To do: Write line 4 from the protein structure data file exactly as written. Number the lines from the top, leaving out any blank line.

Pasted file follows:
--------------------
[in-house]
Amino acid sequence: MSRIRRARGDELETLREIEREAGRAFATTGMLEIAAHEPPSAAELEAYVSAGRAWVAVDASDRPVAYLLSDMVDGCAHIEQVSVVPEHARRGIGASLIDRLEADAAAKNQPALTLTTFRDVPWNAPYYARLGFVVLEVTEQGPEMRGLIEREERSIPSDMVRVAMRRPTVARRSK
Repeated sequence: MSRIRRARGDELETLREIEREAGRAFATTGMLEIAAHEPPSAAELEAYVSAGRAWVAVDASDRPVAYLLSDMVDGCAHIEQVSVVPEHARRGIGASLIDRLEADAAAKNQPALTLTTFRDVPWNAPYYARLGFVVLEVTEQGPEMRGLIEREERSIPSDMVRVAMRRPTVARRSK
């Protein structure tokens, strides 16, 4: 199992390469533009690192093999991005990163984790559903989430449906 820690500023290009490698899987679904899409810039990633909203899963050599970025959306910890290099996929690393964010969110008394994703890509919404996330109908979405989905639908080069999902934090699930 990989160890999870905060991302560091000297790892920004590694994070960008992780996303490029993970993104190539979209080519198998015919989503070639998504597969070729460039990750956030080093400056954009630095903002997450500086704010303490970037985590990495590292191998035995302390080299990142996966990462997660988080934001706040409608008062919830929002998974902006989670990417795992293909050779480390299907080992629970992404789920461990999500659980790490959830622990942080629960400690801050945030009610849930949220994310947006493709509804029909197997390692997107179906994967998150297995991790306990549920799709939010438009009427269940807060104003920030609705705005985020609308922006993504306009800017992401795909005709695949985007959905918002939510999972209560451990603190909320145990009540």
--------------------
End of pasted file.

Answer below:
């Protein structure tokens, strides 16, 4: 199992390469533009690192093999991005990163984790559903989430449906 820690500023290009490698899987679904899409810039990633909203899963050599970025959306910890290099996929690393964010969110008394994703890509919404996330109908979405989905639908080069999902934090699930 990989160890999870905060991302560091000297790892920004590694994070960008992780996303490029993970993104190539979209080519198998015919989503070639998504597969070729460039990750956030080093400056954009630095903002997450500086704010303490970037985590990495590292191998035995302390080299990142996966990462997660988080934001706040409608008062919830929002998974902006989670990417795992293909050779480390299907080992629970992404789920461990999500659980790490959830622990942080629960400690801050945030009610849930949220994310947006493709509804029909197997390692997107179906994967998150297995991790306990549920799709939010438009009427269940807060104003920030609705705005985020609308922006993504306009800017992401795909005709695949985007959905918002939510999972209560451990603190909320145990009540």